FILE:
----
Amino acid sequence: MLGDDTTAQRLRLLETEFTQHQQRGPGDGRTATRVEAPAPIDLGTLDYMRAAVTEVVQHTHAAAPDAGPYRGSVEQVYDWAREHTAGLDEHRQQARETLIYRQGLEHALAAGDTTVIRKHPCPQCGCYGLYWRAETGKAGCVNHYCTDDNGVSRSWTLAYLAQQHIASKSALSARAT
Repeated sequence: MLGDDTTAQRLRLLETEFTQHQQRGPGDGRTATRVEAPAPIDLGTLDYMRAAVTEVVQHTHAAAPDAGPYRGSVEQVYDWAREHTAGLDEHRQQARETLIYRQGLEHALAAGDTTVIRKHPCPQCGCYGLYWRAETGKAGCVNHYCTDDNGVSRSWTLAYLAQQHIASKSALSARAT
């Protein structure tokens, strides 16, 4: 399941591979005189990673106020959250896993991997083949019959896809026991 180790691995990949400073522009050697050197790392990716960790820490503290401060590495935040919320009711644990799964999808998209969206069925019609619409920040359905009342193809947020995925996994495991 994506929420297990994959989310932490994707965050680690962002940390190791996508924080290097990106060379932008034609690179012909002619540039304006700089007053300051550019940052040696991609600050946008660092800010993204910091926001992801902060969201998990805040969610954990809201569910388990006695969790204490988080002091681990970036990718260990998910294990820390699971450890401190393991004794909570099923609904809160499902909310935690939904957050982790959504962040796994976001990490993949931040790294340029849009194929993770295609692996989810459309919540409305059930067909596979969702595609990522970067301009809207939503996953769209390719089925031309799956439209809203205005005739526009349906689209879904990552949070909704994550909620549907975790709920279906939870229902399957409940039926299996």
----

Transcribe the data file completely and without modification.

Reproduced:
Amino acid sequence: MLGDDTTAQRLRLLETEFTQHQQRGPGDGRTATRVEAPAPIDLGTLDYMRAAVTEVVQHTHAAAPDAGPYRGSVEQVYDWAREHTAGLDEHRQQARETLIYRQGLEHALAAGDTTVIRKHPCPQCGCYGLYWRAETGKAGCVNHYCTDDNGVSRSWTLAYLAQQHIASKSALSARAT
Repeated sequence: MLGDDTTAQRLRLLETEFTQHQQRGPGDGRTATRVEAPAPIDLGTLDYMRAAVTEVVQHTHAAAPDAGPYRGSVEQVYDWAREHTAGLDEHRQQARETLIYRQGLEHALAAGDTTVIRKHPCPQCGCYGLYWRAETGKAGCVNHYCTDDNGVSRSWTLAYLAQQHIASKSALSARAT
């Protein structure tokens, strides 16, 4: 399941591979005189990673106020959250896993991997083949019959896809026991 180790691995990949400073522009050697050197790392990716960790820490503290401060590495935040919320009711644990799964999808998209969206069925019609619409920040359905009342193809947020995925996994495991 994506929420297990994959989310932490994707965050680690962002940390190791996508924080290097990106060379932008034609690179012909002619540039304006700089007053300051550019940052040696991609600050946008660092800010993204910091926001992801902060969201998990805040969610954990809201569910388990006695969790204490988080002091681990970036990718260990998910294990820390699971450890401190393991004794909570099923609904809160499902909310935690939904957050982790959504962040796994976001990490993949931040790294340029849009194929993770295609692996989810459309919540409305059930067909596979969702595609990522970067301009809207939503996953769209390719089925031309799956439209809203205005005739526009349906689209879904990552949070909704994550909620549907975790709920279906939870229902399957409940039926299996």